Crown Hotel, Westgate, Huddersfield

This page is a bare-bones entry for a location which appears on an historic Ordnance Survey map. More detailed information may eventually be added...


  • also known as: Crown Tavern (1851), currently The Crown
  • location: Westgate, Huddersfield
  • status: still exists
  • category: public house, beerhouse, inn, etc.

The Crown Tavern was in existence by 1840 when landlord Northrop Bradley was listed in Pigot and Co.'s Royal National and Commercial Directory. After being declared insolvent[1], he committed suicide at the tavern in August 1841.[2]

The premises was sold at auction in October 1842:[3]

Lot 1. ALL that valuable Stone-built and well-accustomed INN, known by the Name of the CROWN TAVERN, situate at the Junction of Westgate and the Upperhead Row, in Huddersfield aforesaid, Four Stories high, with Five Rooms on the Ground Floor, a spacious Lodge Room, and Seven airy and lofty Bed Rooms, with extensive Vaults under Ground. Together with the Gig-House, Stabling, and other Outbuildings, Conveniences, and Appurtenances thereto belonging, as the same are now in the Occupation of Mrs. Ellen Bradley.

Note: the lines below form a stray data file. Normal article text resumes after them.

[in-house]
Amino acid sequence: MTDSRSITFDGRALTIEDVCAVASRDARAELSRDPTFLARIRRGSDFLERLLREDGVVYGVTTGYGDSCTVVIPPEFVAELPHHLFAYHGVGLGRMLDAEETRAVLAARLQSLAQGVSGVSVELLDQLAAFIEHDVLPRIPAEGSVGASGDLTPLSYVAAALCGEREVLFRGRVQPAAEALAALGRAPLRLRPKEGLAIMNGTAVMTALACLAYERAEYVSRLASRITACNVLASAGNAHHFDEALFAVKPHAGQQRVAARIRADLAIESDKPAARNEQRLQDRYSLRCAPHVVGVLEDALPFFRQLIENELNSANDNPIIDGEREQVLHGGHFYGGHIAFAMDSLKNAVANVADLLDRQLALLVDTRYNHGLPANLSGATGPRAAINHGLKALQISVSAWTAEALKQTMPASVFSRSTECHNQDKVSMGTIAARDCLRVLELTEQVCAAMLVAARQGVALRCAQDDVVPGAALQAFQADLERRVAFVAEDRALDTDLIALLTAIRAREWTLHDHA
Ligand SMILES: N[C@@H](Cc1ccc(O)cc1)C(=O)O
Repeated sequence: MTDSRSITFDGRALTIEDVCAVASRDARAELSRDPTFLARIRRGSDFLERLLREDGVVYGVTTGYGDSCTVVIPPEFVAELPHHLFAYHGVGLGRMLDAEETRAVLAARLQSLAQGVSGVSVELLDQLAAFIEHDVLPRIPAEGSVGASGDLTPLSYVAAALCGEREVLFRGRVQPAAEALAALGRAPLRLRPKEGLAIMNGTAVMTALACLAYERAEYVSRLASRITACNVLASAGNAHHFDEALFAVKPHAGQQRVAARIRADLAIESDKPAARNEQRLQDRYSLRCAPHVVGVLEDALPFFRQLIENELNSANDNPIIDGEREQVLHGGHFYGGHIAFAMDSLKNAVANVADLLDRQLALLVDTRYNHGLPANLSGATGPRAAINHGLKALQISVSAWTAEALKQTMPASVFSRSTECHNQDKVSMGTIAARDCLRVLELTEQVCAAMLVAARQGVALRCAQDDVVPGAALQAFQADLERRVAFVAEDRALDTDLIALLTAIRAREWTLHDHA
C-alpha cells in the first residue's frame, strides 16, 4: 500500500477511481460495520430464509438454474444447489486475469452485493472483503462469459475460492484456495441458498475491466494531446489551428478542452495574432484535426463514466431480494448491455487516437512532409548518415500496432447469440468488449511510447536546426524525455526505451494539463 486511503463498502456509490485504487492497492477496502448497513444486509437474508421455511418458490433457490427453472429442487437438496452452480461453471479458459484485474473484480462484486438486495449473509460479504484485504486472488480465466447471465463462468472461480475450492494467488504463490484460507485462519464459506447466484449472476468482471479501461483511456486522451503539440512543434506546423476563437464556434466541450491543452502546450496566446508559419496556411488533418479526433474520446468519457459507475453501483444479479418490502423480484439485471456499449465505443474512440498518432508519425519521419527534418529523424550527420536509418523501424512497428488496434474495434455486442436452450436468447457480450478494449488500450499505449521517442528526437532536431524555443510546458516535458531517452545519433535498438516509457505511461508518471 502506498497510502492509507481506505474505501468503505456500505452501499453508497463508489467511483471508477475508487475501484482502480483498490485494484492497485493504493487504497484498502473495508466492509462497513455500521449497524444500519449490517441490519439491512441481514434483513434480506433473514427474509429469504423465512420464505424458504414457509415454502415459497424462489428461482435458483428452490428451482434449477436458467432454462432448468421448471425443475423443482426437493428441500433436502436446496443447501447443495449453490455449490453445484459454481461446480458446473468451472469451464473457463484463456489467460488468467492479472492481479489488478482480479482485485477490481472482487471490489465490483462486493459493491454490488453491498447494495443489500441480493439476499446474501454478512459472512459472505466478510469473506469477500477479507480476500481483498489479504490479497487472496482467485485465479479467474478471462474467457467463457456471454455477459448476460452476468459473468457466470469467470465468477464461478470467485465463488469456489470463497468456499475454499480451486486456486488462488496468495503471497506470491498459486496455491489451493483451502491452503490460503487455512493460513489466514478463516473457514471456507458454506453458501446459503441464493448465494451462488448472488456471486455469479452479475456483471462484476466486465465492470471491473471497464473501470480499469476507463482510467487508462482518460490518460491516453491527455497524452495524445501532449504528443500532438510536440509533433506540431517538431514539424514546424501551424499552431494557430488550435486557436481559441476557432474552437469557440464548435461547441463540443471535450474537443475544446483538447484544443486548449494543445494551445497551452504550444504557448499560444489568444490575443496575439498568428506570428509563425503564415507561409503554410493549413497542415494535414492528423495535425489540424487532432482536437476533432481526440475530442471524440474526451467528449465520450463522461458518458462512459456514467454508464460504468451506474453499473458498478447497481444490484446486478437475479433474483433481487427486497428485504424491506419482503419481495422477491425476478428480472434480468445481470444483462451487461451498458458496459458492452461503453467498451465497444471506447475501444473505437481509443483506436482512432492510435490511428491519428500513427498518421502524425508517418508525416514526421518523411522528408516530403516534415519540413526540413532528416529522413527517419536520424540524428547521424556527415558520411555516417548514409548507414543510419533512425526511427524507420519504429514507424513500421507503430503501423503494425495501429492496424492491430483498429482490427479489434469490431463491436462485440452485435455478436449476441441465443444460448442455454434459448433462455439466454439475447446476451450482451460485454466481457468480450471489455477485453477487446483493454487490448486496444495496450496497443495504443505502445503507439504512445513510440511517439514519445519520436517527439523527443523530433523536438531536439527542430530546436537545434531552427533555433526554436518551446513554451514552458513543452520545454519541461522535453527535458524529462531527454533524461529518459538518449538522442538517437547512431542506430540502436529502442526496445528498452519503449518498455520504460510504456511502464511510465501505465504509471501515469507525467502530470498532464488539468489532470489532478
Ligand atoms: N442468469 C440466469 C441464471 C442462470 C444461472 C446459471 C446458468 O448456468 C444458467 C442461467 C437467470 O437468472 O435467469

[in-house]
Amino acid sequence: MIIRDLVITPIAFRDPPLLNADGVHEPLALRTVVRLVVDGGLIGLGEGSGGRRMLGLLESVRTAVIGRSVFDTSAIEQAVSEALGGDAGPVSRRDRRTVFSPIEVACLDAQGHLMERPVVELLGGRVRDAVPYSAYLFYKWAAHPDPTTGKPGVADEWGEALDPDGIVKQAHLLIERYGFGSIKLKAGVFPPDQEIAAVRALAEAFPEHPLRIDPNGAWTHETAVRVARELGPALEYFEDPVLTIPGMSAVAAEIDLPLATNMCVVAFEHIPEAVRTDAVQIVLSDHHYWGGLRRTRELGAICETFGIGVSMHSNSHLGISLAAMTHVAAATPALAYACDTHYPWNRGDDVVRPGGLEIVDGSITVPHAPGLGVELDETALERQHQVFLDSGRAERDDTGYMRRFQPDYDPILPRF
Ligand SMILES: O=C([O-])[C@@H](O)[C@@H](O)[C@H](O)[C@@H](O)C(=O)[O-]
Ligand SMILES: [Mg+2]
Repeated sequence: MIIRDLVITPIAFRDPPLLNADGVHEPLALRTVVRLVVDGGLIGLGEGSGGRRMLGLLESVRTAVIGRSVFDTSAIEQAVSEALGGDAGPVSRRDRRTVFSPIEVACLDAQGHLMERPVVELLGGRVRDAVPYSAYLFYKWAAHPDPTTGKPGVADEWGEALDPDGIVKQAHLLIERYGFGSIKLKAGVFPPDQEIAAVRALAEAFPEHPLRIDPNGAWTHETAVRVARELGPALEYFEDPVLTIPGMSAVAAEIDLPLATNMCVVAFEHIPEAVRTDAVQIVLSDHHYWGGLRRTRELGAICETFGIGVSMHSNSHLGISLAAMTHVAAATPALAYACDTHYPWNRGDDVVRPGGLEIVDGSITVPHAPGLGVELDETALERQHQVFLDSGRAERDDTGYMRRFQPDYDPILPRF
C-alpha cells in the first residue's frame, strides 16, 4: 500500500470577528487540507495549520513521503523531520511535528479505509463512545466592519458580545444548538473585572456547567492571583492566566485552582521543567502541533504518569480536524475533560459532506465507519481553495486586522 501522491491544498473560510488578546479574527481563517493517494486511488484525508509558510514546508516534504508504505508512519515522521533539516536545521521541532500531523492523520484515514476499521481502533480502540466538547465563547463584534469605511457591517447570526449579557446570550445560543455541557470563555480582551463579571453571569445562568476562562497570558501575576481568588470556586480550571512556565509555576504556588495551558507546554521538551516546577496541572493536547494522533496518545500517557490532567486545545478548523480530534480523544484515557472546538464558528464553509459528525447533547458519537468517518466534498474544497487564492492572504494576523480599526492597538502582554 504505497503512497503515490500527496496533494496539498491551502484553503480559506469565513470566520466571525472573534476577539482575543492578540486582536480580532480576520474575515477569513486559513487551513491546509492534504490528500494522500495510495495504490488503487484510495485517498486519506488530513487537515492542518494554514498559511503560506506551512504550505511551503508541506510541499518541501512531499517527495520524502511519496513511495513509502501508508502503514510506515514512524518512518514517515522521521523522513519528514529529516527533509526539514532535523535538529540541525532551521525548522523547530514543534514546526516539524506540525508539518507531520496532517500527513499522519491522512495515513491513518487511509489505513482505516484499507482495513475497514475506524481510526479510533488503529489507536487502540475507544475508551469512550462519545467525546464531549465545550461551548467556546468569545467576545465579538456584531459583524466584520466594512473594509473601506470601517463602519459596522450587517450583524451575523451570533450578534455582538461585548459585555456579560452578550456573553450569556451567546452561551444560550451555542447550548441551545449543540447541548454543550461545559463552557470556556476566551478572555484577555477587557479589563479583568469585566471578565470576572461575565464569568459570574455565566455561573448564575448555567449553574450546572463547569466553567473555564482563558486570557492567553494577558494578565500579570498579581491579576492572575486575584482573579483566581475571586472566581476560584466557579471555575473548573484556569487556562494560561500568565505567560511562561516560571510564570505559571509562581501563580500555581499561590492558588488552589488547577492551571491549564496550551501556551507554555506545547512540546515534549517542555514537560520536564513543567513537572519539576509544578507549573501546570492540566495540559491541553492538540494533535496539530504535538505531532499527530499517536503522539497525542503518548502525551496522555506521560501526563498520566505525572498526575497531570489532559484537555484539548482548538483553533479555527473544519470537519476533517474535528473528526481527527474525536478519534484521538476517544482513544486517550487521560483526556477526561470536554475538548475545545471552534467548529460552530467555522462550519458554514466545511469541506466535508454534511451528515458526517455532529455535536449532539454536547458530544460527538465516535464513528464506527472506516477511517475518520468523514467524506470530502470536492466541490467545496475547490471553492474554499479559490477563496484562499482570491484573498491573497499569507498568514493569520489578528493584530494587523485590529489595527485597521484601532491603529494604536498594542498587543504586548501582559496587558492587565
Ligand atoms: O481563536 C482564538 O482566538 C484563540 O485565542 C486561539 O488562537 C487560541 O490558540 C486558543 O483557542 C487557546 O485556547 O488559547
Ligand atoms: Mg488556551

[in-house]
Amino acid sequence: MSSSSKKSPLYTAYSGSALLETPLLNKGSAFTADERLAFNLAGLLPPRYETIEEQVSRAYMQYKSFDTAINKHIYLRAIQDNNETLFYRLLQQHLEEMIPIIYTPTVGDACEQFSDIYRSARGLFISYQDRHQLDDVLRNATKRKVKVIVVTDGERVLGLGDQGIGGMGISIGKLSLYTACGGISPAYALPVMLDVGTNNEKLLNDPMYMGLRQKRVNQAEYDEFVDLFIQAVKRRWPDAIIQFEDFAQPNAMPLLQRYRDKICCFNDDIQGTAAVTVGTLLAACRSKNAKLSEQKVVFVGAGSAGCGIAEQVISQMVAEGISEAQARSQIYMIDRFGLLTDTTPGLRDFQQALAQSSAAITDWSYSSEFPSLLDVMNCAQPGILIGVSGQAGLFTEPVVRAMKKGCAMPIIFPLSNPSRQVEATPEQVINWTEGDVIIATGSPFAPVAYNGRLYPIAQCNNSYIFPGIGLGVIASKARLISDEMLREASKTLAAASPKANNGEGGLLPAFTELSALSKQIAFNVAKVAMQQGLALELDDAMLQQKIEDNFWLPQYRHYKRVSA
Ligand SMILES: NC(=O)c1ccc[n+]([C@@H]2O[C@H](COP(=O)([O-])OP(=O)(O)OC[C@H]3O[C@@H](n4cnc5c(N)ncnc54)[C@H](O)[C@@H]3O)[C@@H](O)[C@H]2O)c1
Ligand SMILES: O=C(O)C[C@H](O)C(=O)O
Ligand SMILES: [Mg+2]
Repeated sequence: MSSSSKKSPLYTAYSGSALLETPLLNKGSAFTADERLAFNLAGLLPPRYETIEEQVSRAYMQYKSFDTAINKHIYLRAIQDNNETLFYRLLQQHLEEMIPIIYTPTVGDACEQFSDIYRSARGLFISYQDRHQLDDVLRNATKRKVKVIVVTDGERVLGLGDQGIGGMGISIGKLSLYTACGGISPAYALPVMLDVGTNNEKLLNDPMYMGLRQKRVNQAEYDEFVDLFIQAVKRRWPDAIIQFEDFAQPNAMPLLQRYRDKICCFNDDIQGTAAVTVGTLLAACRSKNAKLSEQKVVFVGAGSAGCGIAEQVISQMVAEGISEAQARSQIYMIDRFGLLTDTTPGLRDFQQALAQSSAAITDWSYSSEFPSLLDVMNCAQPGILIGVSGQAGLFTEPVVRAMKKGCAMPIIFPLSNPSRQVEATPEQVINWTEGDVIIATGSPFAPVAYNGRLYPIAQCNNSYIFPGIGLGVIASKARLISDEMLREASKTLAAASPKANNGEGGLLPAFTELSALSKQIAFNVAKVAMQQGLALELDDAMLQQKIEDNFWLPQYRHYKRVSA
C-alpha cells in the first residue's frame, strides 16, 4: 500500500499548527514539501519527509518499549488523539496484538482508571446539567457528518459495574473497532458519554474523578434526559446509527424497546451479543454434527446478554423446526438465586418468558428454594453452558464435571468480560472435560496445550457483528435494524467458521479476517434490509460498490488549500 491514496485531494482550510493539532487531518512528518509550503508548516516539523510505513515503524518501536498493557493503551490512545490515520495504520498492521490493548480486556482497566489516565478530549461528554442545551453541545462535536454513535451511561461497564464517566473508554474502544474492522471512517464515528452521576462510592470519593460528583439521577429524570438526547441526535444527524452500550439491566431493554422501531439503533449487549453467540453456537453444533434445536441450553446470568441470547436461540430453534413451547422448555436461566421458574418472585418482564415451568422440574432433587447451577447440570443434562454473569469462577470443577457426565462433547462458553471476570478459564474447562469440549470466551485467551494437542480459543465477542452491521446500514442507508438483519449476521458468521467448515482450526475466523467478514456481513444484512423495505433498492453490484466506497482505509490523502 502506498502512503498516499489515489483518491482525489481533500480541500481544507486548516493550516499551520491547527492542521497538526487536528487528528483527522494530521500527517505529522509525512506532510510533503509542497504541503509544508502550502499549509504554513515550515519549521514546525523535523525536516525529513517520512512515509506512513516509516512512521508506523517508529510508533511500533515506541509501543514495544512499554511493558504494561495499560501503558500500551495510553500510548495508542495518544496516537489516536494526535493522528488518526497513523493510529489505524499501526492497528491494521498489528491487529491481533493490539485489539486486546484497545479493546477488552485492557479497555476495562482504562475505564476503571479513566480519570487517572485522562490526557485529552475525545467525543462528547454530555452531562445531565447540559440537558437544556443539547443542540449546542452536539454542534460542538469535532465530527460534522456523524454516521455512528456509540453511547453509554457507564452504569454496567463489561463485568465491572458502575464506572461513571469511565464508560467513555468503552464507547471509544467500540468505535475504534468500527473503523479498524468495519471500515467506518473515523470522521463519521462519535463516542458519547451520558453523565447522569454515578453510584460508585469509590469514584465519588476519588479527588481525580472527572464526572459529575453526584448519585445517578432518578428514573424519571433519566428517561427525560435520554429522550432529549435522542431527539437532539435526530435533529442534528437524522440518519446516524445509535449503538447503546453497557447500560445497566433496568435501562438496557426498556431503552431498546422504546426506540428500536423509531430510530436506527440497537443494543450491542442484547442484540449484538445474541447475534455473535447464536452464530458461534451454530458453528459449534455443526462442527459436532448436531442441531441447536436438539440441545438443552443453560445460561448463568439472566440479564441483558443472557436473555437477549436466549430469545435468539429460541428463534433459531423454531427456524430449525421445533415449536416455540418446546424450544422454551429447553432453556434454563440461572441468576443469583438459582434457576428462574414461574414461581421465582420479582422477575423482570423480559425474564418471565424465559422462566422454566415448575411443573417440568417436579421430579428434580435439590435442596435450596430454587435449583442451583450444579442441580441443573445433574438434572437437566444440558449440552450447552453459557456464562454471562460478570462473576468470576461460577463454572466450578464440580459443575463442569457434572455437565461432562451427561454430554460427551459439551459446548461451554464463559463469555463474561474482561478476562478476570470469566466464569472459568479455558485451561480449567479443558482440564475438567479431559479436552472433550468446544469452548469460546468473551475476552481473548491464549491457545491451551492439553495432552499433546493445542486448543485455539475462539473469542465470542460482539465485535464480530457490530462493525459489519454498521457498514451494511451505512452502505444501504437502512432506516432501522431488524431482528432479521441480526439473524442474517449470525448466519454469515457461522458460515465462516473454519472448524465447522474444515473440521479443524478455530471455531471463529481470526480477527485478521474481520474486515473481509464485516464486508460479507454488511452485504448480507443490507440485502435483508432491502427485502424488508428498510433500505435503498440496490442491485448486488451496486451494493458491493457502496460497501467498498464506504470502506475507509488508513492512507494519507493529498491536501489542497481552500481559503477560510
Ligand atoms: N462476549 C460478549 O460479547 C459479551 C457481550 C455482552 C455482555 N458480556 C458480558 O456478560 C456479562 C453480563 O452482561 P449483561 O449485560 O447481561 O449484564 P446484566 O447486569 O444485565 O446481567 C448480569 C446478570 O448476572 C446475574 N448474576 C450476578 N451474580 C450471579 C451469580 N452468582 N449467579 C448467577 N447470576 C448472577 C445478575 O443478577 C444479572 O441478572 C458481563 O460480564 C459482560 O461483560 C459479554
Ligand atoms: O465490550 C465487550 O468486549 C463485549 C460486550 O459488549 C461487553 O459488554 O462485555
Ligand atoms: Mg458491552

The corner section of the building was demolished circa 1888 and replaced with the current single storey in order to help reduce the load on the second railway tunnel which runs under the premises.[4]


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Notes and References

  1. "Isolvents" in Perry's Bankrupt Gazette (03/Jan/1841).
  2. "Local Intelligence: Melancholy Suicide" in Leeds Intelligencer (21/Aug/1841).
  3. "Sales by Auction" in Leeds Mercury (01/Oct/1842).
  4. The Buildings of Huddersfield Project.